For comparison, the ephemerides retrieved from Institute de Méchanique Céleste et de Calcul des Éphémérides (IMCCE) were also obtained, including the satellite ephemeris by Emelyanov (2005 ()) and planetary ephemeris DE431. Fig. 5 shows the (O-C) residuals of topocentric astrometric positions of Himalia in comparison with the two different ephemerides. Table 5 shows the statistics on the (O-C) residuals for Himalia after GD corrections for the two ephemerides. The means of (O-C) residuals for ephemeris retrieved from IMCCE are 0.062 and 0.011 in right ascension and declination, respectively. Their corresponding standard deviations are 0.040 and 0.030. The means of (O-C) residuals for all data sets between the two ephemerides are nearly equal. We can also see from Table 5 that their standard deviations between the two ephemerides for the two years separately are in good agreement. However, a difference for the means of (O-C) residuals in right ascension between the two ephemerides in 2015 could be found. In consideration of the same planetary ephemeris DE431 was used, this difference should be from the different satellite ephemerides used.
To compare our CCD observations with previous ones, some major observational statistics of Himalia are listed in Table 6. The data are retrieved from the Minor Planet Center (MPC). The ephemeris used for our observations was retrieved from JPL which includes the satellite ephemeris JUP300 and planetary ephemeris DE431. Table 6 shows the statistics on the (O-C) residuals. The positions of Himalia are observed topocentric astrometric positions. It can be seen that our positional precision has significant improvements.
Table 7 lists the extract example of the observed topocentric astrometric positions of Himalia. The positions are listed with respect to Julian Date (UTC). RA which expressed in hours, minutes and seconds are the observed topocentric astrometric positions of Himalia in right ascension. DEC are the observed topocentric astrometric positions of Himalia in declination, expressed in degrees, arcminutes and arcseconds.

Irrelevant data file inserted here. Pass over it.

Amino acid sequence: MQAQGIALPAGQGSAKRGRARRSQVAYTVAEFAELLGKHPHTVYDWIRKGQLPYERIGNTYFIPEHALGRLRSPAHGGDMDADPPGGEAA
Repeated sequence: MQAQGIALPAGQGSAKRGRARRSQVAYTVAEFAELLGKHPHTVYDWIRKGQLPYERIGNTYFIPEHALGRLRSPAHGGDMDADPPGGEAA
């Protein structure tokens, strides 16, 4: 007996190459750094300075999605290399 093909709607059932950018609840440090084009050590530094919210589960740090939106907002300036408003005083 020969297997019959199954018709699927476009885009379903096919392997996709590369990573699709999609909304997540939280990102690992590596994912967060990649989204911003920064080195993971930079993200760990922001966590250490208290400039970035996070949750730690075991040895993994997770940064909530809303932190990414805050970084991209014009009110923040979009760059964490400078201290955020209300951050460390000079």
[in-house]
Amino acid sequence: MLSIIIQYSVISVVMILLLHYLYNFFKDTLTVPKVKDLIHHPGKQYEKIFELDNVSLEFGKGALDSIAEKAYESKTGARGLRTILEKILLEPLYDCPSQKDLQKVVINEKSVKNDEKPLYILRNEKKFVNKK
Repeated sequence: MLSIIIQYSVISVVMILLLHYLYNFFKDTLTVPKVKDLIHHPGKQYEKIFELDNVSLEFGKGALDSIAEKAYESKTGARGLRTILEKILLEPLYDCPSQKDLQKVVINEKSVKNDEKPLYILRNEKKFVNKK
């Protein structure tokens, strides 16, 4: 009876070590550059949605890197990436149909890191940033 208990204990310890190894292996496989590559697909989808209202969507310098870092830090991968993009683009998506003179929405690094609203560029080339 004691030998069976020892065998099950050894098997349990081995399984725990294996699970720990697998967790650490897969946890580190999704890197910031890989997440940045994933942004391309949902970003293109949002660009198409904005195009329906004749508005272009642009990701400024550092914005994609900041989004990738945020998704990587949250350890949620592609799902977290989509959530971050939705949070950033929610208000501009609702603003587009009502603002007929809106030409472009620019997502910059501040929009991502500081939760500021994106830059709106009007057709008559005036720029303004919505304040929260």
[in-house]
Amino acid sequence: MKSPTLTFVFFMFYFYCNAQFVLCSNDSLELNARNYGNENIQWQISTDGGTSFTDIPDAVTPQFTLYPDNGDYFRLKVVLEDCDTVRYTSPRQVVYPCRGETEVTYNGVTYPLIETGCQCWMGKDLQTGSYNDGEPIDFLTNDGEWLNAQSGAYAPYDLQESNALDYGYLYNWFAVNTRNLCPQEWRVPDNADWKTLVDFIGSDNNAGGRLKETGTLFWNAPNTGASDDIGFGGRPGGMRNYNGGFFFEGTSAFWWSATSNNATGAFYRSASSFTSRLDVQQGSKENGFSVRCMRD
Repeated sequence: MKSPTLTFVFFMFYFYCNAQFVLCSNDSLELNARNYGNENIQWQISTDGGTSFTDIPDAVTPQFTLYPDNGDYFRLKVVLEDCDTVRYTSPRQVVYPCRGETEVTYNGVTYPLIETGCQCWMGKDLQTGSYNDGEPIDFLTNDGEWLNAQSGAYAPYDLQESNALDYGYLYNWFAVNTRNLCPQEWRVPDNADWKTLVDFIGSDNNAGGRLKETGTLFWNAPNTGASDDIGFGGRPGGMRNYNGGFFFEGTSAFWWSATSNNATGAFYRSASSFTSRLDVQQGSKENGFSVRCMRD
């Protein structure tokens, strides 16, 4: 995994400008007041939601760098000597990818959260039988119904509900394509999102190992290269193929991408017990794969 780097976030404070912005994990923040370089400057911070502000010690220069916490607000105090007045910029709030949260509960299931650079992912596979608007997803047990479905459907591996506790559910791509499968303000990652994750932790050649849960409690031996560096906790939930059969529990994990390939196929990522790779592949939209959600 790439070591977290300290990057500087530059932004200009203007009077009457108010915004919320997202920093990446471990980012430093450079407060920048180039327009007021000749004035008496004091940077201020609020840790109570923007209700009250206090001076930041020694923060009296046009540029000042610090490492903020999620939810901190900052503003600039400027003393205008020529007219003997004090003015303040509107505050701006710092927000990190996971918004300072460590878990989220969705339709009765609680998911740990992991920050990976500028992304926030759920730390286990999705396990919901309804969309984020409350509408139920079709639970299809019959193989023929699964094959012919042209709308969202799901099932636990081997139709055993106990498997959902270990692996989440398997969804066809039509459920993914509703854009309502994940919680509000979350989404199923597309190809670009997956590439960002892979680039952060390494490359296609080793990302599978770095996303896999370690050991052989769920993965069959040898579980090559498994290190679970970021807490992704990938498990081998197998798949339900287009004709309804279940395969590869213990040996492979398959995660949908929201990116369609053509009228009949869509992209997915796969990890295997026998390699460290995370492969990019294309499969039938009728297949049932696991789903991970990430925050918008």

|JD||h m s|
|2457 054.134 398||09 22 28.8650||16 45 24.733|
|2457 054.136 921||09 22 28.8028||16 45 25.122|
|2457 054.138 322||09 22 28.7675||16 45 25.338|
|2457 489.135 787||11 03 12.1353||07 16 08.834|
|2457 489.136 609||11 03 12.1150||07 16 08.979|
|2457 489.137 488||11 03 12.0936||07 16 09.134|
In this paper, a total of 598 CCD observations obtained from the 2.4 m and 1 m telescopes administered by Yunnan Observatories were processed. Several factors were analyzed, including the reference star catalogue used, the geometric distortion and the phase effect. The reference star catalogue Gaia DR1 and UCAC4 were both used for astrometric reduction and have been made with comparisons. Positional precision of Himalia has been significantly improved after GD corrections. The systematic errors existing in the results by using UCAC4 are significantly reduced after Gaia DR1 was used. Comparisons between the two different ephemerides which retrieved from JPL and IMCCE have been made. Our results show that the means of (O-C) residuals of Himalia are 0.071 and -0.001 by using ephemeris retrieved from JPL in right ascension and declination, respectively. Their standard deviations are estimated at about 0.03 in each direction. This positional precision of Himalia is significantly improved by taking advantage of the unprecedent precision of star catalogue Gaia DR1 in comparison with previous works.
This research work is financially supported by the National Natural Science Foundation of China (grant nos. U1431227,11273014). We acknowledge the support of the staff of the Lijiang 2.4 m telescope. Funding for the telescope has been provided by CAS and the People’s Government of Yunnan Province. We also acknowledge the support of the staff of the 1 m telescope at Yunnan Observatories. This work has made use of data from the European Space Agency (ESA) mission Gaia (http://www.cosmos.esa.int/gaia), processed by the Gaia Data Processing and Analysis Consortium (DPAC, http://www.cosmos.esa.int/web/gaia/dpac/consortium). Funding for the DPAC has been provided by national institutions, in particular the institutions participating in the Gaia Multilateral Agreement.